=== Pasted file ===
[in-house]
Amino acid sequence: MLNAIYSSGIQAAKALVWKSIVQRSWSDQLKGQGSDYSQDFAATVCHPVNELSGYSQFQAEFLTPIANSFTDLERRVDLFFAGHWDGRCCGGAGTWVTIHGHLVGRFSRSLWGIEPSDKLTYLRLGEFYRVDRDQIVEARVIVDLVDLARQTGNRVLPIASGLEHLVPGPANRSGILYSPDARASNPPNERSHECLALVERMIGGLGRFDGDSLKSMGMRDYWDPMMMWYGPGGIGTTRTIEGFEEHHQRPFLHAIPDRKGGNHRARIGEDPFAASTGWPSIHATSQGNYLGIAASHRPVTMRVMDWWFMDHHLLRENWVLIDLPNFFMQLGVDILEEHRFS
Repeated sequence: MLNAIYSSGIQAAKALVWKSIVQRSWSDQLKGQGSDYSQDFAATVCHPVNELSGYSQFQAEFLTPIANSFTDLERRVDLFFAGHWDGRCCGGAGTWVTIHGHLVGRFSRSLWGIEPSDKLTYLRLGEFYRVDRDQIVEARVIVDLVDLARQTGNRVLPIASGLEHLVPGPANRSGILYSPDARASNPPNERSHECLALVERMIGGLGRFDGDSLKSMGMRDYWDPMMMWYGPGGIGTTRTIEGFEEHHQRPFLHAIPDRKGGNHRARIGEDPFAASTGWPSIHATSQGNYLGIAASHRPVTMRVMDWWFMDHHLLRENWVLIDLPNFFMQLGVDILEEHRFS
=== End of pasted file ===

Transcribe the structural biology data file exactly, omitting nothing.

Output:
[in-house]
Amino acid sequence: MLNAIYSSGIQAAKALVWKSIVQRSWSDQLKGQGSDYSQDFAATVCHPVNELSGYSQFQAEFLTPIANSFTDLERRVDLFFAGHWDGRCCGGAGTWVTIHGHLVGRFSRSLWGIEPSDKLTYLRLGEFYRVDRDQIVEARVIVDLVDLARQTGNRVLPIASGLEHLVPGPANRSGILYSPDARASNPPNERSHECLALVERMIGGLGRFDGDSLKSMGMRDYWDPMMMWYGPGGIGTTRTIEGFEEHHQRPFLHAIPDRKGGNHRARIGEDPFAASTGWPSIHATSQGNYLGIAASHRPVTMRVMDWWFMDHHLLRENWVLIDLPNFFMQLGVDILEEHRFS
Repeated sequence: MLNAIYSSGIQAAKALVWKSIVQRSWSDQLKGQGSDYSQDFAATVCHPVNELSGYSQFQAEFLTPIANSFTDLERRVDLFFAGHWDGRCCGGAGTWVTIHGHLVGRFSRSLWGIEPSDKLTYLRLGEFYRVDRDQIVEARVIVDLVDLARQTGNRVLPIASGLEHLVPGPANRSGILYSPDARASNPPNERSHECLALVERMIGGLGRFDGDSLKSMGMRDYWDPMMMWYGPGGIGTTRTIEGFEEHHQRPFLHAIPDRKGGNHRARIGEDPFAASTGWPSIHATSQGNYLGIAASHRPVTMRVMDWWFMDHHLLRENWVLIDLPNFFMQLGVDILEEHRFS